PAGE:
Should for some reason the download is disrupted, there is no reason to again download those files already available locally. If you need to restart the download, execute this command:

%>wget -nd -nc --no-parent -A "*.zip" -r -l2 
 >http://www2.census.gov/geo/tiger/tiger2004se/
While you're on the site, you should also take some time to review the Tiger/Line documentation. You're not constrained to, and it isn't necessary for purposes of this discussion, however having a better understanding of its internals could be useful in the future. The home page is available here.

Importing the Files

Once all of the files have been downloaded, it's time to import them into the database. GeoCoder::US uses the Berkeley DB database by default. Berkeley DB is a lightweight yet extremely fast and capable database that will serve nicely to handle even this large database. To begin the import process, execute the following command:

%>perl eg/import_tiger_zip.pl geocoder.db /path/to/zipfiles/*.zip
This presumes you'd like the database to reside in the same location as the present directory. If not, prepend geocoder.db with the appropriate path. Keep in mind that depending on the number of states you downloaded this could take several hours to complete! Using an otherwise idle 1Ghz server with just 384 MB RAM, the process of importing the Ohio files (89 in all) into the database required 22 minutes. Incidentally, the database size for only the Ohio files is 36.5 MB.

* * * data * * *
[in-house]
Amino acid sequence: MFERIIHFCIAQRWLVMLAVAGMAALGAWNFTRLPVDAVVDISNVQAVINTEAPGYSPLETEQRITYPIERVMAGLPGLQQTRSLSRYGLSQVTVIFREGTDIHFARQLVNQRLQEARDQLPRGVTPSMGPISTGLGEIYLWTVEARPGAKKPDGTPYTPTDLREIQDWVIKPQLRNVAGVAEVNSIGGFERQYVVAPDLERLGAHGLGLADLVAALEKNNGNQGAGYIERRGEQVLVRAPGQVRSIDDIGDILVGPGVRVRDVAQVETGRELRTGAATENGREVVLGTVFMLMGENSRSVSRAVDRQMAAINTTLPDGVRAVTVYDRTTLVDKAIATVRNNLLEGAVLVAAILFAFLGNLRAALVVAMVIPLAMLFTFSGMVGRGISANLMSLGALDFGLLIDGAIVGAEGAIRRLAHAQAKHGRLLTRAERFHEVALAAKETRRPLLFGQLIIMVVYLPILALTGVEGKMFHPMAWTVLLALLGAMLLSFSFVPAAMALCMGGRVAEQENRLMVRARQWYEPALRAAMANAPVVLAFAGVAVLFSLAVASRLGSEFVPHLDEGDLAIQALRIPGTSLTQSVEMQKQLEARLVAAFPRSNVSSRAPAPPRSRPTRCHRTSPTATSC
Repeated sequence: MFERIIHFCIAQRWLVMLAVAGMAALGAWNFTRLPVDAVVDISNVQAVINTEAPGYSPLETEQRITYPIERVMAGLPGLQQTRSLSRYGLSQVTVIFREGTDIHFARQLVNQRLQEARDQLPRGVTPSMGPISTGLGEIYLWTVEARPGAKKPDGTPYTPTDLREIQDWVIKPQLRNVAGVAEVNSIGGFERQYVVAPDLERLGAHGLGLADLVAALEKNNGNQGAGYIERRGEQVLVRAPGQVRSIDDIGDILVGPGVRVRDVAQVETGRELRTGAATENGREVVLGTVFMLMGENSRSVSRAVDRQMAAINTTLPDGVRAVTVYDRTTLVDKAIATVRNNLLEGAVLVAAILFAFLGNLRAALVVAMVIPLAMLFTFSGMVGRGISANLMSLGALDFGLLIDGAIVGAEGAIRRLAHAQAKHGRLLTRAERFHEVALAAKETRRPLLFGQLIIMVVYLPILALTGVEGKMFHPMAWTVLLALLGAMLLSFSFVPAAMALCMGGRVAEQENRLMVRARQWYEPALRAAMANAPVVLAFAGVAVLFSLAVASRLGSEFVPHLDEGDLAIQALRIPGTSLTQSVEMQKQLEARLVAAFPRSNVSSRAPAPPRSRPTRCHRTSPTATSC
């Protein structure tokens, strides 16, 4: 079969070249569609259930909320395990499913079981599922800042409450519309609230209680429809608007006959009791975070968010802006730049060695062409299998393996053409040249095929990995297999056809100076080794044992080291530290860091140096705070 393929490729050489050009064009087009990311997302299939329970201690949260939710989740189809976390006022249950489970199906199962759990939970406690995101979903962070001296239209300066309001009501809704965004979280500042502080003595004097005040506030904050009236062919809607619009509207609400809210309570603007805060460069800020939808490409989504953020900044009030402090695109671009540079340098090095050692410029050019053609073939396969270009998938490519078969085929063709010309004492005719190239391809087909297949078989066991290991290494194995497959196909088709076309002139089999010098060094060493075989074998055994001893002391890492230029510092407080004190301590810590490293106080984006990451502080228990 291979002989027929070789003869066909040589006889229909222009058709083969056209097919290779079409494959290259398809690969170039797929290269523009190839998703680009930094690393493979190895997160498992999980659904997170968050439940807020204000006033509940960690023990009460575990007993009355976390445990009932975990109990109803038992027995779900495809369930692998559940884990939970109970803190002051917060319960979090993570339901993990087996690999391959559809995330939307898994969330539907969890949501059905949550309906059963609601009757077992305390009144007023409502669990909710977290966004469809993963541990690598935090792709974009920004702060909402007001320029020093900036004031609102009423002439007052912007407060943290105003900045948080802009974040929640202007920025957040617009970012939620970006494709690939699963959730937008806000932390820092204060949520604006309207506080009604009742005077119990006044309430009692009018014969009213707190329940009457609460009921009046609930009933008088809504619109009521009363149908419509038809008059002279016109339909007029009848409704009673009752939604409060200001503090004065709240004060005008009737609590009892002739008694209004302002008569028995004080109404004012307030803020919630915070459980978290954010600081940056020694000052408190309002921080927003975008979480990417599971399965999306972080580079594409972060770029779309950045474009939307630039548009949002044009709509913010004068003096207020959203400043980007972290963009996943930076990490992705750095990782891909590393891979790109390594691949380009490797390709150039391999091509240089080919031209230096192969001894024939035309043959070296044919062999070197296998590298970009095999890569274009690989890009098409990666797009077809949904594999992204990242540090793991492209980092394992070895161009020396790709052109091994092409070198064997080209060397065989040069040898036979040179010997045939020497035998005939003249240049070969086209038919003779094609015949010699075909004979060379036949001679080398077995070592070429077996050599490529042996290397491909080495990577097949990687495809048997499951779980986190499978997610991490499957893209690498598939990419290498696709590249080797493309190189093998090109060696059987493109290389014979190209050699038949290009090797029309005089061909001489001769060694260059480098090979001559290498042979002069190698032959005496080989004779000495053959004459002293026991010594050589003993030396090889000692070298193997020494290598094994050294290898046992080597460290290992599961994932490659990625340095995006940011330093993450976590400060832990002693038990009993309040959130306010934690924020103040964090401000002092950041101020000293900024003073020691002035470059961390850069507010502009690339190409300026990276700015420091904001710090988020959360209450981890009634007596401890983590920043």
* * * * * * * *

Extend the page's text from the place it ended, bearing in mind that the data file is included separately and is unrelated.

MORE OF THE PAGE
Using the Data

At this point, you're ready to begin using the data! The following example uses the Geo::Coder::US module to retrieve the coordinates of The Ohio State University football stadium, which has also been used in the previous installments of this series.

#!/usr/bin/perl -w
Use Geo::Coder::US;
Geo::Coder::US->set_db("geocoder.db");
my ($stadium) = Geo::Coder::US->geocode
                ("411 Woody Hayes Dr, Columbus, OH");
print "The Ohio State University stadium coordinates: 
       Latitude ($stadium->{lat}) Longitude($stadium->{long})";
Returning:
The Ohio State University stadium coordinates:
Latitude (40.004761) Longitude(-83.019945)
Comparing these results to those that were passed to the Google Map API in the previous articles, you'll see they match exactly!

Conclusion

In an age where so much information is readily available and even reusable, the opportunities to create new and truly exciting applications remain more prominent than ever. Just think; in this brief article you created a database allowing you to pinpoint the vast majority of mailing addresses throughout the United States, opening up the possibility to create any number of spatial applications.

In the next article I'll show you how to use Perl to create a Web service that exposes this data, which will then be queried by a PHP Web service and used in conjunction with Google Maps API to create a spatially enabled Web site.

About the Author

W. Jason Gilmore (http://www.wjgilmore.com/) is the open source editor for Apress. He's the author of the best-selling "Beginning PHP 5 and MySQL: Novice to Professional" (Apress, 2004. 758pp.). Along with Robert Treat, Jason is the co-author of the forthcoming "Beginning PHP 5 and PostgreSQL 8: From Novice to Professional", due out at the conclusion of 2005. Jason loves receiving e-mail; so don't hesitate to write him at wjATwjgilmore.com.